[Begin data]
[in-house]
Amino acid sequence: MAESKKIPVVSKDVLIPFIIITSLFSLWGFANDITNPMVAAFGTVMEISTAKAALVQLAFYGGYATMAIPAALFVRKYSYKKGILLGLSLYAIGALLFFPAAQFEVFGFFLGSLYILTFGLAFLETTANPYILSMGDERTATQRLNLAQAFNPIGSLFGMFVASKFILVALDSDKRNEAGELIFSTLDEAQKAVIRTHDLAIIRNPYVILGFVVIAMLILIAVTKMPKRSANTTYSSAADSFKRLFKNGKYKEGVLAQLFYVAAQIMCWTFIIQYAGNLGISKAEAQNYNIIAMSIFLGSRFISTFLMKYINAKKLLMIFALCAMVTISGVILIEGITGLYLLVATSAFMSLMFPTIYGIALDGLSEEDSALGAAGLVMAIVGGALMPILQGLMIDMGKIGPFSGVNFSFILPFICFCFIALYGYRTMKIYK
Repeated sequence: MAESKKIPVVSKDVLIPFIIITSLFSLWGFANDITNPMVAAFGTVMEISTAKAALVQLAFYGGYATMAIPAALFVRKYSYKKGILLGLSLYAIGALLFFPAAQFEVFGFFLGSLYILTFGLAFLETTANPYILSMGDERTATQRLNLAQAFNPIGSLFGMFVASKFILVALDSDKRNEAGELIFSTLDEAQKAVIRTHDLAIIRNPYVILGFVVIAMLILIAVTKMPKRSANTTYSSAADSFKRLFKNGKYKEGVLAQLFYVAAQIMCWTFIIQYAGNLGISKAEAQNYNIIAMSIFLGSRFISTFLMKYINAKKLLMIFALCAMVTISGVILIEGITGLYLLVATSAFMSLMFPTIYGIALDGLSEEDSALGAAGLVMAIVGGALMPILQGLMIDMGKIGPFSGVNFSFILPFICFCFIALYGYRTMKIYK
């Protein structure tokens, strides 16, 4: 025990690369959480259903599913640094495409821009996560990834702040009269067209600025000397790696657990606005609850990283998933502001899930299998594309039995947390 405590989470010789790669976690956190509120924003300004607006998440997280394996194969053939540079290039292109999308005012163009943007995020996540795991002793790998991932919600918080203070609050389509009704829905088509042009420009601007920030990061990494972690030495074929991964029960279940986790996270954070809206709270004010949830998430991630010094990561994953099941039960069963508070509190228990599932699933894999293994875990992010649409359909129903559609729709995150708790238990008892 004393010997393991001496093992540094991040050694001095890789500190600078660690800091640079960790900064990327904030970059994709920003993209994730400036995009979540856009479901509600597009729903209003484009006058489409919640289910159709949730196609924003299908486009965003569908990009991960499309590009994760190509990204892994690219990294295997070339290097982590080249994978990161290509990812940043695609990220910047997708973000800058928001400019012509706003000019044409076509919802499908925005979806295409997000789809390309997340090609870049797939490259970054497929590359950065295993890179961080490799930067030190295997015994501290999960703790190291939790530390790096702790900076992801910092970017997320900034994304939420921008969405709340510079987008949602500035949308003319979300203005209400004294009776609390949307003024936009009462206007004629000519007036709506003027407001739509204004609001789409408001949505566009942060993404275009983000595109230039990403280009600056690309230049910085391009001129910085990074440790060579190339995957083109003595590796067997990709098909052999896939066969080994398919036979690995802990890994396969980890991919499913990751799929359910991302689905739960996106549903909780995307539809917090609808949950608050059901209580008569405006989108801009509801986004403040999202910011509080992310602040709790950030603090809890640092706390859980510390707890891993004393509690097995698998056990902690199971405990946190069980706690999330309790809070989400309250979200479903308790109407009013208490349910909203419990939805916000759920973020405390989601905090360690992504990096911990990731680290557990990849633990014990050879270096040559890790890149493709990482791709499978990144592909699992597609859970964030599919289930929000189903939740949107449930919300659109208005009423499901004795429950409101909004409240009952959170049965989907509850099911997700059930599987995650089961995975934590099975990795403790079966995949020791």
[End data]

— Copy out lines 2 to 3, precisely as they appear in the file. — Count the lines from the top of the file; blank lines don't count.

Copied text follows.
Amino acid sequence: MAESKKIPVVSKDVLIPFIIITSLFSLWGFANDITNPMVAAFGTVMEISTAKAALVQLAFYGGYATMAIPAALFVRKYSYKKGILLGLSLYAIGALLFFPAAQFEVFGFFLGSLYILTFGLAFLETTANPYILSMGDERTATQRLNLAQAFNPIGSLFGMFVASKFILVALDSDKRNEAGELIFSTLDEAQKAVIRTHDLAIIRNPYVILGFVVIAMLILIAVTKMPKRSANTTYSSAADSFKRLFKNGKYKEGVLAQLFYVAAQIMCWTFIIQYAGNLGISKAEAQNYNIIAMSIFLGSRFISTFLMKYINAKKLLMIFALCAMVTISGVILIEGITGLYLLVATSAFMSLMFPTIYGIALDGLSEEDSALGAAGLVMAIVGGALMPILQGLMIDMGKIGPFSGVNFSFILPFICFCFIALYGYRTMKIYK
Repeated sequence: MAESKKIPVVSKDVLIPFIIITSLFSLWGFANDITNPMVAAFGTVMEISTAKAALVQLAFYGGYATMAIPAALFVRKYSYKKGILLGLSLYAIGALLFFPAAQFEVFGFFLGSLYILTFGLAFLETTANPYILSMGDERTATQRLNLAQAFNPIGSLFGMFVASKFILVALDSDKRNEAGELIFSTLDEAQKAVIRTHDLAIIRNPYVILGFVVIAMLILIAVTKMPKRSANTTYSSAADSFKRLFKNGKYKEGVLAQLFYVAAQIMCWTFIIQYAGNLGISKAEAQNYNIIAMSIFLGSRFISTFLMKYINAKKLLMIFALCAMVTISGVILIEGITGLYLLVATSAFMSLMFPTIYGIALDGLSEEDSALGAAGLVMAIVGGALMPILQGLMIDMGKIGPFSGVNFSFILPFICFCFIALYGYRTMKIYK